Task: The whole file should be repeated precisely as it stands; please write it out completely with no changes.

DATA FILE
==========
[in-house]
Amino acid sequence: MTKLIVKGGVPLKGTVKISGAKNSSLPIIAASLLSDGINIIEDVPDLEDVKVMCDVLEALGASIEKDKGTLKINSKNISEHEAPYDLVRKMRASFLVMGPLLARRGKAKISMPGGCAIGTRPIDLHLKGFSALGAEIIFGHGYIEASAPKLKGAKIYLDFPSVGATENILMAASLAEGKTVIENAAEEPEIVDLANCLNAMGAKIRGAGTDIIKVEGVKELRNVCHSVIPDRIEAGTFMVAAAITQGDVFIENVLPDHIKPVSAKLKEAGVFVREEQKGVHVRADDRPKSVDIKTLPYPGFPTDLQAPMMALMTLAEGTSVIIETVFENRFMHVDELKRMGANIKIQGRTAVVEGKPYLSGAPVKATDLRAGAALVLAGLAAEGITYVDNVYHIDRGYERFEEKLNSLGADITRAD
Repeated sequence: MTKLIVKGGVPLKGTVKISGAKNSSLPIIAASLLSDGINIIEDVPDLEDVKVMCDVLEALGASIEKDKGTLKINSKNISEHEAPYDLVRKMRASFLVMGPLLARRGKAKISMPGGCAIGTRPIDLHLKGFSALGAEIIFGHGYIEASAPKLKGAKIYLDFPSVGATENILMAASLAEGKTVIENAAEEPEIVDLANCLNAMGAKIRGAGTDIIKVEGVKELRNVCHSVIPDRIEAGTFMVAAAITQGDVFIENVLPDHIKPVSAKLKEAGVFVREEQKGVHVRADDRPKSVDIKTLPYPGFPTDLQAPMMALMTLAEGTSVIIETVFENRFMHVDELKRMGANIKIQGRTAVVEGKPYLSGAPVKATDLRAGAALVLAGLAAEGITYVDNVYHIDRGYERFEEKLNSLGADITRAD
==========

[in-house]
Amino acid sequence: MTKLIVKGGVPLKGTVKISGAKNSSLPIIAASLLSDGINIIEDVPDLEDVKVMCDVLEALGASIEKDKGTLKINSKNISEHEAPYDLVRKMRASFLVMGPLLARRGKAKISMPGGCAIGTRPIDLHLKGFSALGAEIIFGHGYIEASAPKLKGAKIYLDFPSVGATENILMAASLAEGKTVIENAAEEPEIVDLANCLNAMGAKIRGAGTDIIKVEGVKELRNVCHSVIPDRIEAGTFMVAAAITQGDVFIENVLPDHIKPVSAKLKEAGVFVREEQKGVHVRADDRPKSVDIKTLPYPGFPTDLQAPMMALMTLAEGTSVIIETVFENRFMHVDELKRMGANIKIQGRTAVVEGKPYLSGAPVKATDLRAGAALVLAGLAAEGITYVDNVYHIDRGYERFEEKLNSLGADITRAD
Repeated sequence: MTKLIVKGGVPLKGTVKISGAKNSSLPIIAASLLSDGINIIEDVPDLEDVKVMCDVLEALGASIEKDKGTLKINSKNISEHEAPYDLVRKMRASFLVMGPLLARRGKAKISMPGGCAIGTRPIDLHLKGFSALGAEIIFGHGYIEASAPKLKGAKIYLDFPSVGATENILMAASLAEGKTVIENAAEEPEIVDLANCLNAMGAKIRGAGTDIIKVEGVKELRNVCHSVIPDRIEAGTFMVAAAITQGDVFIENVLPDHIKPVSAKLKEAGVFVREEQKGVHVRADDRPKSVDIKTLPYPGFPTDLQAPMMALMTLAEGTSVIIETVFENRFMHVDELKRMGANIKIQGRTAVVEGKPYLSGAPVKATDLRAGAALVLAGLAAEGITYVDNVYHIDRGYERFEEKLNSLGADITRAD